Expect a lot of action in the tax committees in the coming weeks. The surplus revenues are creating quite a discussion point among lawmakers attempting to balance paying off debts, addressing long-term issues that have been deferred due to fiscal impact and returning revenue to taxpayers.

The House and Senate Commerce Committees will look at ways to address a persistent and ubiquitous workforce shortage plaguing the business community while lawmakers working on education issues will continue to address education expenditures and outcomes.

Lastly, there is optimism among supporters of medical marijuana that this may be their year to see legislation move across the finish line. It’s an issue the legislature has grappled with for some time, but looming elections seem to be playing a role that buoys the spirits of the issue’s advocates. Another long-term issue – sports betting – will also get additional attention this session.


LPA Report on Taxation and Exemptions for Government and Non-Profit Organizations

Last session Legislative Post Audit (LPA) was charged with looking at how the tax treatment of certain organizations potentially impacts competition with for-profit businesses. Its report released this week concluded that while there may be some appearance of competition, the analysis shows that the “true competition may be limited, at best.” LPA does add that variances by industry, difficulty in obtaining useful data and lack of research on the topic all contribute to less-than-clear cut answers to the question.

The report’s genesis comes from a long-standing debate that has pitted a chain of private, for-profit health clubs against community recreation facilities and centers operated by the YMCA. Some lawmakers receiving the report still believe more attention on the issue is warranted while others believe the report puts the long-standing issue to rest.

For the full LPA report, click here.


Bill Introductions of Note

SB 327 – Excluding separately stated delivery charges from the sales or selling price for sales tax purposes

SB 328 – Providing an income tax rate of 4.75% for individuals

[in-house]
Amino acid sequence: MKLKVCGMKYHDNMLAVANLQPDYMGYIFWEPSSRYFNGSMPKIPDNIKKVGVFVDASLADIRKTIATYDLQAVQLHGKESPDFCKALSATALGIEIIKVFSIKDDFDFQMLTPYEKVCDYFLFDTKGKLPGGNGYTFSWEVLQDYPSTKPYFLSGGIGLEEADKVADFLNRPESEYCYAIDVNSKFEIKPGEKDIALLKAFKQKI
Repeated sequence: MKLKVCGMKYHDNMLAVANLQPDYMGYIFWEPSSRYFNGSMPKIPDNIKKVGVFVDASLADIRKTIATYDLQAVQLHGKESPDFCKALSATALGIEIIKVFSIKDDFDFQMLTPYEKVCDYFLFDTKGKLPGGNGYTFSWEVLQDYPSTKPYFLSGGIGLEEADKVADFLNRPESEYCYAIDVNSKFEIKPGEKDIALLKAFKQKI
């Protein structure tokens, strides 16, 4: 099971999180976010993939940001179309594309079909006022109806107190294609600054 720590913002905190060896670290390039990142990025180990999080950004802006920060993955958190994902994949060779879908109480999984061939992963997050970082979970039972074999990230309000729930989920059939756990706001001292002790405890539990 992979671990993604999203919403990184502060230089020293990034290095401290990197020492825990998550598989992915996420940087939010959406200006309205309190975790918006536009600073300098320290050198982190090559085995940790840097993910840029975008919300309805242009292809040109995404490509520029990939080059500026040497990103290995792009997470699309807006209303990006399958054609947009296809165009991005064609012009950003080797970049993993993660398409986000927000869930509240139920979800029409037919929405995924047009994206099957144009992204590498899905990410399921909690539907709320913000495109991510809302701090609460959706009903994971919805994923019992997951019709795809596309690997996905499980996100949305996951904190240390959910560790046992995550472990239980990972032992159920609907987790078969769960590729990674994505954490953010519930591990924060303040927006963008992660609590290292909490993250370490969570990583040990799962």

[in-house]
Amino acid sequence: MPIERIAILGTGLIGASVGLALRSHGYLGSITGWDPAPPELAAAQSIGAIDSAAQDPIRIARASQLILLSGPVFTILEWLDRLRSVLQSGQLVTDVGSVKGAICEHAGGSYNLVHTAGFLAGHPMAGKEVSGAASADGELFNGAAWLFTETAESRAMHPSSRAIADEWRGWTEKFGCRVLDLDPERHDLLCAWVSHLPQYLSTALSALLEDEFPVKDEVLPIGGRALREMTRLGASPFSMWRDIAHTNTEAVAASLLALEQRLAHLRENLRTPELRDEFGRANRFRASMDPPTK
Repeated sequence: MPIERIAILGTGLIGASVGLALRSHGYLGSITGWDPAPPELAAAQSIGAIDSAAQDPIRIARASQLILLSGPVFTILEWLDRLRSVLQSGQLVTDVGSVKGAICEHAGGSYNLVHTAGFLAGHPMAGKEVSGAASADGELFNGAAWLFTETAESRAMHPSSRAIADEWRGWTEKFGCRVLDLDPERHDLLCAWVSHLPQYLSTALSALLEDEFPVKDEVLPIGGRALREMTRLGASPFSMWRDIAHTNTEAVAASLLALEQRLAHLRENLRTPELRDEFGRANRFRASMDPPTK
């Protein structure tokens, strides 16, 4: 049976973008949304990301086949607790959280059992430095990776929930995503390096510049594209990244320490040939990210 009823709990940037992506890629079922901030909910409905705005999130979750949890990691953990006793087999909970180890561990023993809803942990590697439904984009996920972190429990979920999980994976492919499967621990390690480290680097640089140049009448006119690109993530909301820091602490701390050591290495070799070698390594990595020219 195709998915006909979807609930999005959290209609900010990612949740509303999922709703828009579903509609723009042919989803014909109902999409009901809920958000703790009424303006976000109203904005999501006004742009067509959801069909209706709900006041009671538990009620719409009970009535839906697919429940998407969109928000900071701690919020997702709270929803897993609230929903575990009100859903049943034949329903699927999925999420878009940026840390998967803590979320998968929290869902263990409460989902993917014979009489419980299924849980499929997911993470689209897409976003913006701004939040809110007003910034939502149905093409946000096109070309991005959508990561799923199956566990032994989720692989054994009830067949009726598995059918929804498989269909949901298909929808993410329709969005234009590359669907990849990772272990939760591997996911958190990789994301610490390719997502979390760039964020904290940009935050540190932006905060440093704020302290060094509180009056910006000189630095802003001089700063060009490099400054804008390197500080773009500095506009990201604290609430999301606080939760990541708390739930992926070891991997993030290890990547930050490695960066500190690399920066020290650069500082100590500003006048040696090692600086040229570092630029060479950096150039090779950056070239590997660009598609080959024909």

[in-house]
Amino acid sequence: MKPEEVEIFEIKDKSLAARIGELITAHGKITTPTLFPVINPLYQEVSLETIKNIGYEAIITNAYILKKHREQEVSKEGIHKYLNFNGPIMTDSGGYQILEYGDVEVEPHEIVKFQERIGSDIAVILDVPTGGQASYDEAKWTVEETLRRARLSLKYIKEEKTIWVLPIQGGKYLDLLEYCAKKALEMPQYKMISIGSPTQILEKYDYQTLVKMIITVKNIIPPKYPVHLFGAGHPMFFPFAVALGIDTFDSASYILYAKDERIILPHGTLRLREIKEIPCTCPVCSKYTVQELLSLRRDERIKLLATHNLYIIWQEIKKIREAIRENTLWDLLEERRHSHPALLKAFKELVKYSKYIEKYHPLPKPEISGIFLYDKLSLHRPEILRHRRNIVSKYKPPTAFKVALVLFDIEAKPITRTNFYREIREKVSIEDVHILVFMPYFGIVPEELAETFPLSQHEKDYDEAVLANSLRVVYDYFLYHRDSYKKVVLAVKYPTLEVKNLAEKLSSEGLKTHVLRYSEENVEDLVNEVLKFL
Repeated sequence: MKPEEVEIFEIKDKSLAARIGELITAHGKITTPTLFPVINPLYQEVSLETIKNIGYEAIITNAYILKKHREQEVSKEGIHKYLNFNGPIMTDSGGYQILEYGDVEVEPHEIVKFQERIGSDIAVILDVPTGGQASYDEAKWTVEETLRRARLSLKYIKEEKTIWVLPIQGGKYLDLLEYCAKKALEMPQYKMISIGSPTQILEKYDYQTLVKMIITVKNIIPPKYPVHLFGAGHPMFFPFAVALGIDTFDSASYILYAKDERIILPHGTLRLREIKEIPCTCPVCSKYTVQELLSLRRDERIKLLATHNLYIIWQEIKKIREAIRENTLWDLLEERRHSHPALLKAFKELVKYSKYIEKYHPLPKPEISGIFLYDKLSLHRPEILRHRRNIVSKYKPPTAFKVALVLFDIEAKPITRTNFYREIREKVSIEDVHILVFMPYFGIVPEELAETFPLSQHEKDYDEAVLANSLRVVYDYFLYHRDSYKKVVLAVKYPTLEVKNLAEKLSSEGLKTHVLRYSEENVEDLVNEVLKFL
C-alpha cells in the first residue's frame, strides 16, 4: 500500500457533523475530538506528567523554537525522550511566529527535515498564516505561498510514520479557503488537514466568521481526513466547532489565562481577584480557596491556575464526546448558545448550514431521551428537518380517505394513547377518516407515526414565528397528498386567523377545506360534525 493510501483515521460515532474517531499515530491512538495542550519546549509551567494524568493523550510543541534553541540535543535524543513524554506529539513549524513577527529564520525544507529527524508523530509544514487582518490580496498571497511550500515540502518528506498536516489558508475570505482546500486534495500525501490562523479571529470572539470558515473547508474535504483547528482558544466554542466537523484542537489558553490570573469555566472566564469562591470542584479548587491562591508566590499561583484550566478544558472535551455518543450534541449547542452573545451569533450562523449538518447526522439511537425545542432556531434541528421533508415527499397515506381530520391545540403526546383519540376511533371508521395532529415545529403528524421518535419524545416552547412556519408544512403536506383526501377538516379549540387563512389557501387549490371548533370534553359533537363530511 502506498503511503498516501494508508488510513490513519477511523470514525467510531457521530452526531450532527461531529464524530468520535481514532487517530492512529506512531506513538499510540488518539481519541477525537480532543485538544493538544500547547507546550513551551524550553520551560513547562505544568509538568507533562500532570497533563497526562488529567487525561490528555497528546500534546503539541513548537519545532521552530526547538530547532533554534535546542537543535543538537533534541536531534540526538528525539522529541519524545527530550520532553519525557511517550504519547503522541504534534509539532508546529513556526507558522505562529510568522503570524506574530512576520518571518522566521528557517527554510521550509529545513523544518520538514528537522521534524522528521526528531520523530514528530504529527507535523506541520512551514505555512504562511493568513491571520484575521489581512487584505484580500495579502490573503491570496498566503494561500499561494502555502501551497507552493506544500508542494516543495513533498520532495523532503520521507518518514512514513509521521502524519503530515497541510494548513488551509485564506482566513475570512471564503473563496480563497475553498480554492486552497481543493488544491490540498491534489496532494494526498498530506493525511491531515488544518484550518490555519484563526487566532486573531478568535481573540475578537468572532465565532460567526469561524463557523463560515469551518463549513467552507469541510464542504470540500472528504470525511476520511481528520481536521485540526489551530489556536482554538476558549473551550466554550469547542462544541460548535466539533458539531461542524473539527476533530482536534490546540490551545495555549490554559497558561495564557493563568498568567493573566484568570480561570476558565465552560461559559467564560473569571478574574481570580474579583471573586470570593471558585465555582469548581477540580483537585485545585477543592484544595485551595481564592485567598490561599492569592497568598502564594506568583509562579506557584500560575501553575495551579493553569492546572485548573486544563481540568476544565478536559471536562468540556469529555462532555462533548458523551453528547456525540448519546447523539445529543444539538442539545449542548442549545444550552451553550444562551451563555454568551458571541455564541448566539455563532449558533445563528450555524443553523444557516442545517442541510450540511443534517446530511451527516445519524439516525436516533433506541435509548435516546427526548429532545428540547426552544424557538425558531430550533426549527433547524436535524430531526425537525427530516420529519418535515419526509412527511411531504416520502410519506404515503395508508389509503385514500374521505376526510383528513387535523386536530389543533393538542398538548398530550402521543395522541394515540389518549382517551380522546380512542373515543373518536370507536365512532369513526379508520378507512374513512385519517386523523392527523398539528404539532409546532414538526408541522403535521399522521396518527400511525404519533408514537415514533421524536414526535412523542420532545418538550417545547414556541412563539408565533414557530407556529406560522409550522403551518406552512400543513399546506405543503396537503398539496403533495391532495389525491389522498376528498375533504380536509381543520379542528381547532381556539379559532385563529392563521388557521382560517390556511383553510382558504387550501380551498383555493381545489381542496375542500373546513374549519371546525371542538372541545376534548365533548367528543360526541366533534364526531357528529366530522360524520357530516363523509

SB 339 – Providing a 0% state rate for sales and uses taxes of food and food ingredients, providing for the levying of taxes by cities and counties and discontinuing the nonrefundable food sales tax credit.

SB 342 – Providing a 0% state rate for sales and use taxes for sales of food and food ingredients and providing for the levying of taxes by cities and counties, providing for an exemption from sales and use taxes for sales of farm products sold at farmers’ markets, and discontinuing the nonrefundable food sales tax credit.

HB 2457 – Requiring boards of education of school districts to increase the compensation of classroom teachers based upon annual school district budget increases.


Next Week

The legislature will be off on Monday in recognition of Martin Luther King, Jr. Day.

When lawmakers return to action on Tuesday look for hearings on the STAR Bonds economic development tool and a discussion around the Department of Labor and COVID-19 unemployment claims that consumed a considerable amount of time during 2021.

On Thursday, the Senate Assessment and Taxation Committee is scheduled to hold a hearing on HB 2316 – a bill that would eliminate the prohibition of applying a surcharge when purchases are made with a credit or debit card.

To read previous This Week in Topeka reports, CLICK HERE

Kevin Walker full version

written by

Kevin Walker, IOM

Senior Vice President of Public Policy

(913) 766-7602 | (913) 526-6855